helicopter mama

I'm a helicopter mama, hovering over the natural disaster that is my non-verbal, incontinent, legally blind, autistic, cognitively and physically disabled, chronically ill son. Regular electric storms wreak havoc inside his skull causing him to writhe, twitch and convulse. Including this morning's, he's had nine grand mals this month. A recent electroencephalogram revealed brief, fifth-of-a-second epileptic discharges (not considered bona fide seizures) occurring—at their most frequent, during sleep—once or twice every ten seconds or so.

I'm a helicopter mama for which I sincerely apologize to no one. I know my son far better than anyone. He's on my radar all day and all night long—no further than arm's reach, mind's eye or earshot. I know when he is too warm, too cold, when he's having, just had, or needs a poop, even if he's not in the room. I know when he's apt to wet through, when he's hurting, feverish or seizing, mostly when others don't. On days when he's most vulnerable—in the wake of or lead-up to seizures—I know when a bath is likely too long or cool, or a walk in the sun with wind is too cold. Exposure to the elements can sometimes be stressful for kids like him. Because Calvin can't speak, I've had to become adept at walking in his shoes. I know when he's headed for a seizure hours before it occurs, can sense its omen's and feel in my gut the weight of possible triggers. And yet I find myself biting my lip, reluctant, though failing, to hover too much over others caring for him. Though I don't want to be, I'm good at stepping on toes.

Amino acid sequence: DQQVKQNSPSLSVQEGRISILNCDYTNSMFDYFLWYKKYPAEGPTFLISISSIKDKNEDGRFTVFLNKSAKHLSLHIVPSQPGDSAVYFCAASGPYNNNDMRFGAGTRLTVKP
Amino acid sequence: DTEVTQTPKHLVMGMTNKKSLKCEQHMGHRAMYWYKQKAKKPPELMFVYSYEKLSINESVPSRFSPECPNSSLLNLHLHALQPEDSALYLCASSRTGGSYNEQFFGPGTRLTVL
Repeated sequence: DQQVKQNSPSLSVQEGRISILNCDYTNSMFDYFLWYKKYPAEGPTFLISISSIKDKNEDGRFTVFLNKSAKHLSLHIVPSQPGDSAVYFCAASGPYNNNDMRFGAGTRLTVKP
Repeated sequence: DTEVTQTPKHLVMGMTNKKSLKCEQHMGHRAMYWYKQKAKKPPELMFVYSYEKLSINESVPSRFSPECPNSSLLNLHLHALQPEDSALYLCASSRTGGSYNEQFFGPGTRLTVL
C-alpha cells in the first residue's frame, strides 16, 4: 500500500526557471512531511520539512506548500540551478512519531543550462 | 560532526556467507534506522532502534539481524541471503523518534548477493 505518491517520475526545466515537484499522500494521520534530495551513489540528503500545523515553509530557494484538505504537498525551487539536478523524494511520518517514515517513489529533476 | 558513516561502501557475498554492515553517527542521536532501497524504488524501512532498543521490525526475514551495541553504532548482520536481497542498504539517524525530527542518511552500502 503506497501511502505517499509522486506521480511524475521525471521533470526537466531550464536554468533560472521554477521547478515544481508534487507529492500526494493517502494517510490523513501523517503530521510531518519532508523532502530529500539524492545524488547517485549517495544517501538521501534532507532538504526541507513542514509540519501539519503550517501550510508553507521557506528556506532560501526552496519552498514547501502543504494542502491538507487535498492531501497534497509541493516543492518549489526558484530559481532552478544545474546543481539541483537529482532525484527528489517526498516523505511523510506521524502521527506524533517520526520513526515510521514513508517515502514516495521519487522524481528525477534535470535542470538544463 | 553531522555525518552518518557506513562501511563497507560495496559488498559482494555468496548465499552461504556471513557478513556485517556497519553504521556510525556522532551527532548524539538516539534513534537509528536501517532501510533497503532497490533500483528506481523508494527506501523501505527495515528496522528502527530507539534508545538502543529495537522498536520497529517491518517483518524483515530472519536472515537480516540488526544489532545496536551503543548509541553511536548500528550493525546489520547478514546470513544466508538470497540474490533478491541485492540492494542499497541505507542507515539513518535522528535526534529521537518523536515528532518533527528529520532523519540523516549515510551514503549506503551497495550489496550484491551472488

Some say, you have to trust us. I respond, trust is something to be earned. Others say, I love your boy, then go on to verily neglect my son.

As other helicopter mamas of kids like mine will confirm, some folks—whether with empathy, ignorance, conceit, contempt or concern—make attempts to save us. We are told to relax, told not to worry, asked if we are tired (hahahaha!) and told to get some rest. We are told not to get upset in front of our kids lest our outward stress set off a fit. This unsought advice, though likely sincere but perhaps—even if subconsciously—self-serving, brings to mind a favorite quote from a song by Gang of Four:

Save me from the people who would save me from myself.

The rest of the lyric, which is deliciously irreverent and hilarious, but which I rarely quote because it it is also rude, goes:

They've got muscles for brains.*

Something helicopter mamas also hear often is, Everything will be fine.

One dear friend genuinely put it this way:

Calvin is not going to die (anytime soon) ... or maybe he will.

She did not sugarcoat. She did not dismiss. She spoke what I know to be the truth, which in a strange way gave me a sense of calm, knowing in that not-too-unlikely, worst-case scenario I'd have done everything humanly possible to keep Calvin safe. As a helicopter mama, I'd have done my very best.

*Yesterday I took this line out for fear it offended, but then I added it back in for full transparency and accountability, noting what I hadn't originally, which is that it is rude.

Photo by Michael Kolster


  1. Q: Do E kids do well on an evening diet of mother's milk, to reduce / postpone seizures?

    It seems that perhaps, maybe, seizures come at a certain phase of the evening meal /digestion / fast at aroudn 4am and perhaps seizures are glucose sensitive. Plus metabolites of fatty MM are maybe good for growing kids.